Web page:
Two respected lawyers have joined the High Court bench as a senior jurist has retired.
Cheryl Gwyn, inspector-general of intelligence and security, has been appointed as a judge of the High Court. Lord Chief Justice of the Kingdom of Tonga Owen Paulsen has been appointed as associate judge of the High Court.
Gwyn earned her political studies, English, and law degrees from the University of Auckland in 1979. She was a knife hand at the Hawkes Bay Farmers’ Meat Company before becoming an investigating officer in the office of the Race Relations Conciliator in 1985.
She joined Chapman Tripp a year later and became a solicitor after she was admitted to the bar in 1987. She became partner in 1991. She joined Russell McVeagh as a partner in 1996, practising at the firm until she was appointed as deputy secretary for justice at the Ministry of Justice in 2001.
From 2003 to 2014, she was deputy solicitor-general overseeing the attorney-general’s group at the Crown Law Office. In the role, she was directly responsible for the management of the Treaty of Waitangi, as well as constitutional and human rights law issues.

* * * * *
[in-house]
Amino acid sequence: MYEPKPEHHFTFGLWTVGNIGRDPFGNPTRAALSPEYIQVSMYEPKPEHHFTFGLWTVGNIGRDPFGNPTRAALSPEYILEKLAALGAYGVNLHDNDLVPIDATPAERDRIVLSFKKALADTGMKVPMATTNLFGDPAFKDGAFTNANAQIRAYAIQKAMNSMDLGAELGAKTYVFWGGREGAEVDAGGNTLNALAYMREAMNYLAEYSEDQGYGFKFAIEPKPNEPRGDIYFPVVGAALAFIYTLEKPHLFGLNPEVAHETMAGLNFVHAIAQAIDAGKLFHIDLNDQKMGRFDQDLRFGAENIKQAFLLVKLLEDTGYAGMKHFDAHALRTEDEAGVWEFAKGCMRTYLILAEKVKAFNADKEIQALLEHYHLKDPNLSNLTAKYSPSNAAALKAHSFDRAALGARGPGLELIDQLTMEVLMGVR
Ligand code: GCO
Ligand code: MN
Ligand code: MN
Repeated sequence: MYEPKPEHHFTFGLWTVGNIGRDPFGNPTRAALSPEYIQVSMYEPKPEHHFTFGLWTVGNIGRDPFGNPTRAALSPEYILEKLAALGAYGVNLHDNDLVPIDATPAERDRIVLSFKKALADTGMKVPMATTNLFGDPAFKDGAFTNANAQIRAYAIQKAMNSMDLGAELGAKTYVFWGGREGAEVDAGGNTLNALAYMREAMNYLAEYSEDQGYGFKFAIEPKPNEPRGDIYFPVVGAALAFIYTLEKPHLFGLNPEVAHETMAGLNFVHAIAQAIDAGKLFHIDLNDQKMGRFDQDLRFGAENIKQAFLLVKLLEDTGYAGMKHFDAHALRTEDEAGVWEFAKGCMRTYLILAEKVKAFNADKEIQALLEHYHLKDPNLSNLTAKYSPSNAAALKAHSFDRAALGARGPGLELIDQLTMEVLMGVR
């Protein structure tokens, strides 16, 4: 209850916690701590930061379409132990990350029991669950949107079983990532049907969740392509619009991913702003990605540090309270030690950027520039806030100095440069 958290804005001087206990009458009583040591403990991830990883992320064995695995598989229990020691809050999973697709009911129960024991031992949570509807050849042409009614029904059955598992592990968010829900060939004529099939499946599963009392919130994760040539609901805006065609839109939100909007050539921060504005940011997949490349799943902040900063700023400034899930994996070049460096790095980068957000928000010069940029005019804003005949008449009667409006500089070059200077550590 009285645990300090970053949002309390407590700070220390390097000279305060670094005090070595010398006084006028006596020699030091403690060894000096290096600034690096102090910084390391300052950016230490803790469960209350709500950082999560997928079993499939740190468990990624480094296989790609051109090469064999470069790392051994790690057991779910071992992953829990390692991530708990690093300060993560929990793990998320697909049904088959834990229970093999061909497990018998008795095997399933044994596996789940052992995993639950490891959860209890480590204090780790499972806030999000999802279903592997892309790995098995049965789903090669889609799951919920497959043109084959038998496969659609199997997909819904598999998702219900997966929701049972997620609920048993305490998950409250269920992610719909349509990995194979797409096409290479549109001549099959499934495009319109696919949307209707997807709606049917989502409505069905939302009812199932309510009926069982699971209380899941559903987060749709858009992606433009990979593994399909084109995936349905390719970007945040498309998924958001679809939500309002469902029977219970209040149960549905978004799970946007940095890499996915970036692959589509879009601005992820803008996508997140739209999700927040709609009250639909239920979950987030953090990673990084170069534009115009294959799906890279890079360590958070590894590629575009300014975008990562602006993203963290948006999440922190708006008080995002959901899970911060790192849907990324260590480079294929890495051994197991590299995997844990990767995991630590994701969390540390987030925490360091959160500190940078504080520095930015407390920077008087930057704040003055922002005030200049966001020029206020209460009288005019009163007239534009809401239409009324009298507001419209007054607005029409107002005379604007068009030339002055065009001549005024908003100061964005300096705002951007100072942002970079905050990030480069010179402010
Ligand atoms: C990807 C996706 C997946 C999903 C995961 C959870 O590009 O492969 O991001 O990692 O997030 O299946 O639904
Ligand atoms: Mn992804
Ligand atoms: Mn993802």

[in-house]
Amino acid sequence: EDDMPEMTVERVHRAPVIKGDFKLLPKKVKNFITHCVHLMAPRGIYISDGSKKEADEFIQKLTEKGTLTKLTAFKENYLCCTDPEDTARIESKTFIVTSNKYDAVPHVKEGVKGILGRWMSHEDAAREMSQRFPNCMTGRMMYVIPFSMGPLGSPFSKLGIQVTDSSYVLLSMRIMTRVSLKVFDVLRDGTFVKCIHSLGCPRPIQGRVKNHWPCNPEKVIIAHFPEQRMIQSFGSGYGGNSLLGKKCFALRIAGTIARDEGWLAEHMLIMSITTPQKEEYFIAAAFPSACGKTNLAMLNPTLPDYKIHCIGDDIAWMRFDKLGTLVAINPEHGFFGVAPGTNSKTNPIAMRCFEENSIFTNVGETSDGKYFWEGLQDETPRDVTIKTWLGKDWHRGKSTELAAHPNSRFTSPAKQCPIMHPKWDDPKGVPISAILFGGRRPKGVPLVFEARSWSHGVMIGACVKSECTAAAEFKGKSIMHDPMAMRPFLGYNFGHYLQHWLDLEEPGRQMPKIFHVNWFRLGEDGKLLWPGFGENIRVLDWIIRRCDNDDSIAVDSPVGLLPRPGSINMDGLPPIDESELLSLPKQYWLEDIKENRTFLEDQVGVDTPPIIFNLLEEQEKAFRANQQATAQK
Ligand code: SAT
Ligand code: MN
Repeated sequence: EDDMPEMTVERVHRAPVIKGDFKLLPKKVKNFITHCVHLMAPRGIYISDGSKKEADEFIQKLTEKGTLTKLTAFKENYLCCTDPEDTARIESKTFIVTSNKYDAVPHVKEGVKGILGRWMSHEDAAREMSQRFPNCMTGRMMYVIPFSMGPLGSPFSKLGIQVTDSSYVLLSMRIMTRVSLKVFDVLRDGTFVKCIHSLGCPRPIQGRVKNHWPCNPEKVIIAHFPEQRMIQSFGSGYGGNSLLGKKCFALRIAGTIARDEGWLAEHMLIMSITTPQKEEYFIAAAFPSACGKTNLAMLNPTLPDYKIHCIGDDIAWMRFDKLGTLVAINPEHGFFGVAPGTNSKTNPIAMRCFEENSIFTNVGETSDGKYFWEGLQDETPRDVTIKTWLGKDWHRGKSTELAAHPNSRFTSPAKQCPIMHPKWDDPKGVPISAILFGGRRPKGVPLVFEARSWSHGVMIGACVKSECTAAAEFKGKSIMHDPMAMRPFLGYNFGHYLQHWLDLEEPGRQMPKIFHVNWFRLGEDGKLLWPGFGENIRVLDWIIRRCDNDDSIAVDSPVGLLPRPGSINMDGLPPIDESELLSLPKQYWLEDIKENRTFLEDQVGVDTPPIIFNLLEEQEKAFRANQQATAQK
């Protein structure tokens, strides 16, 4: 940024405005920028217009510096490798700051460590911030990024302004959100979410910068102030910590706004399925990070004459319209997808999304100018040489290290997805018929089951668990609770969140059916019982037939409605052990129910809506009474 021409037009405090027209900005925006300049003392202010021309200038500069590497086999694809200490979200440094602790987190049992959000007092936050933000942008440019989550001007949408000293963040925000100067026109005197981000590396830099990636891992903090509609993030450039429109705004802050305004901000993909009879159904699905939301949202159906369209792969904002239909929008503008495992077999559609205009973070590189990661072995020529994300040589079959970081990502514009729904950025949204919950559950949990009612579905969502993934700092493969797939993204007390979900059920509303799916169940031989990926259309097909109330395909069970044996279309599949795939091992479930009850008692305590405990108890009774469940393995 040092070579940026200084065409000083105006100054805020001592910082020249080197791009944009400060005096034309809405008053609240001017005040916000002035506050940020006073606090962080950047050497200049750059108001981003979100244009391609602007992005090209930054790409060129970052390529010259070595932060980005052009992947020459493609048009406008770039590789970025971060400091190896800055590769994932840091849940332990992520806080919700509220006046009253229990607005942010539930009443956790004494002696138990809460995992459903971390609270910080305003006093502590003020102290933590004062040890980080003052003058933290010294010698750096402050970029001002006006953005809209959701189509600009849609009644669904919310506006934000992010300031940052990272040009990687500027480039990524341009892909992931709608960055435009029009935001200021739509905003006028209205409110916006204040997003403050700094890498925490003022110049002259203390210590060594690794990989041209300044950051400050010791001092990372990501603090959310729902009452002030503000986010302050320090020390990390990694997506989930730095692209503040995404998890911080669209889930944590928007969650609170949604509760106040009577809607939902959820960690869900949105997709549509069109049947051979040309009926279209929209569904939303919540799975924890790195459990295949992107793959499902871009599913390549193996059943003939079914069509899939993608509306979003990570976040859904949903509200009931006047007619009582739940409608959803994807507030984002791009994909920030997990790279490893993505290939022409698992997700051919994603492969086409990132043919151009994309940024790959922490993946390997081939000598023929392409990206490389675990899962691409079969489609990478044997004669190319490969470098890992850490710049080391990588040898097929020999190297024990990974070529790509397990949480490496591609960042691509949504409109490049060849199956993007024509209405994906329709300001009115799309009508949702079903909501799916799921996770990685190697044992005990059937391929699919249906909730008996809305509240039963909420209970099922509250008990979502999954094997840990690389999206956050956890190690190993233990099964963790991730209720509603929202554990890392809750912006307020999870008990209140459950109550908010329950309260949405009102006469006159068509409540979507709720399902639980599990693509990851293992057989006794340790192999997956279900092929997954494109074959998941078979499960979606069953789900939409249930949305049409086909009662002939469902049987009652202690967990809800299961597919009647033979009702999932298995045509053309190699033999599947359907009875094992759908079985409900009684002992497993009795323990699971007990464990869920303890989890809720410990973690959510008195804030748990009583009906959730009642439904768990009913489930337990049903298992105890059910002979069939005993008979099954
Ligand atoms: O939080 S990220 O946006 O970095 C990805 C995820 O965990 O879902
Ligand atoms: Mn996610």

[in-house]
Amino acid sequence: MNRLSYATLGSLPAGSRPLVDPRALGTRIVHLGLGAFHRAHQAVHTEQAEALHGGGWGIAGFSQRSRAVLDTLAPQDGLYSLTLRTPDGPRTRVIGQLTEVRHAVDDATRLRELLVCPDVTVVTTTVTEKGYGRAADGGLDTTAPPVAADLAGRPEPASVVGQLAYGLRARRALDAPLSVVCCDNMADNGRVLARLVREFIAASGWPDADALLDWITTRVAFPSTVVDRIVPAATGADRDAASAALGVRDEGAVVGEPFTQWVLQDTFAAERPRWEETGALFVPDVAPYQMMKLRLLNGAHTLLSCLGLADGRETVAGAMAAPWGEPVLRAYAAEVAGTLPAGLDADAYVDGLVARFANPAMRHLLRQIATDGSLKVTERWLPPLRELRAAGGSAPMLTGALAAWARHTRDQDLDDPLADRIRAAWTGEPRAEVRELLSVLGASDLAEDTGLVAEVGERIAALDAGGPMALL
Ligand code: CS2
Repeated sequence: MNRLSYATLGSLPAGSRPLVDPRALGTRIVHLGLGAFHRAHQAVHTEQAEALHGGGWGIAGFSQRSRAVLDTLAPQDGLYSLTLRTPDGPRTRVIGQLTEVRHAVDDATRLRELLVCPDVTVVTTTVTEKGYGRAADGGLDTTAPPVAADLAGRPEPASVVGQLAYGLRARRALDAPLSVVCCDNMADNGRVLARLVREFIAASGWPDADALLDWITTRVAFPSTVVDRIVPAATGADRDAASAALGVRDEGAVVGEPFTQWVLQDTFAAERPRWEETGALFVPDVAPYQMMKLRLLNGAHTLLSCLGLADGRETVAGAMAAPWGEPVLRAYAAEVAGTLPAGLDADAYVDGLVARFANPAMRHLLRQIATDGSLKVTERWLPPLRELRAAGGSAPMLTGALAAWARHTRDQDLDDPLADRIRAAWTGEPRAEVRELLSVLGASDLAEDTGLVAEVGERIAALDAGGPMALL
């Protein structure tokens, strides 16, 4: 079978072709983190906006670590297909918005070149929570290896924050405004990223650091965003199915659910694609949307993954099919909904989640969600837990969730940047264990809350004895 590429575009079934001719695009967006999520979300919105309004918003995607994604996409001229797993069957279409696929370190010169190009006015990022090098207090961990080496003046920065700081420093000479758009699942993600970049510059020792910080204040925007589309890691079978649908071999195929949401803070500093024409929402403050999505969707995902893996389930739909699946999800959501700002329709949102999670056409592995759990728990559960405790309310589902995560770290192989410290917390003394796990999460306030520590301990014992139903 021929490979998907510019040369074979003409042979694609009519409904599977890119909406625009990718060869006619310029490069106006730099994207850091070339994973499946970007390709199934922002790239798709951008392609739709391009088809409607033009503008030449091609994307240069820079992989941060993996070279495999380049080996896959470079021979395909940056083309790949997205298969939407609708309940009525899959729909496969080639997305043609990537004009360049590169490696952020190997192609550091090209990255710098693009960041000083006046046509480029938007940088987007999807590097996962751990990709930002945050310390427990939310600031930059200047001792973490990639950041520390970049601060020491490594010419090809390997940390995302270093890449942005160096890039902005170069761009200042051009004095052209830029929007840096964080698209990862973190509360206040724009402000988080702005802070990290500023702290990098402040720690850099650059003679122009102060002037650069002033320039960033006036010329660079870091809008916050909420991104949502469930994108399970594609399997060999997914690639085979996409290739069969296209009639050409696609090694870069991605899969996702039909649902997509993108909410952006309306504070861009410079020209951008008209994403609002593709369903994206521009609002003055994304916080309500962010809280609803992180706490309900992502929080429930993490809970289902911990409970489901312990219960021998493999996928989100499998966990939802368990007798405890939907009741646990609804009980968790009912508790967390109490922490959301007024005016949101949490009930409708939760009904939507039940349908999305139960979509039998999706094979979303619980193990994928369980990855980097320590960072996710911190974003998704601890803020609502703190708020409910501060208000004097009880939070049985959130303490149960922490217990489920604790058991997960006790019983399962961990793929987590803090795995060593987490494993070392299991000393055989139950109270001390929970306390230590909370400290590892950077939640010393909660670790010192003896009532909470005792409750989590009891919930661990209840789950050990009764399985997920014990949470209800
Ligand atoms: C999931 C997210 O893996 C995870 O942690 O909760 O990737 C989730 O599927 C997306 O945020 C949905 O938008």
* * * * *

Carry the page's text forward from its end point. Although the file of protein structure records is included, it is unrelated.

She became inspector-general of intelligence and security in 2014.
Paulsen earned his LLB from the University of Canterbury in 1986 and joined Harman & Co, where he became partner in 1991. He travelled overseas from 1998, before becoming an adjudication and mediation member of the Employment Tribunal from 200 to 2001, while maintaining a sole practice as a litigation lawyer. He joined Cavell Leitch as head litigation partner in 2001.
He is currently lord chief justice of the Kingdom of Tonga, the president of the Tongan Court of Appeal and the Land Court. He is also adviser on land cases to His Majesty King Tupou VI on the Tongan Privy Council.
The appointments of Gwyn and Paulsen, who will sit in Auckland and Christchurch, respectively, come as Christopher Toogood has retired as a judge of the High Court. A farewell sitting in Auckland was held Friday to celebrate the work of the justice, who was appointed to the High Court bench in 2011.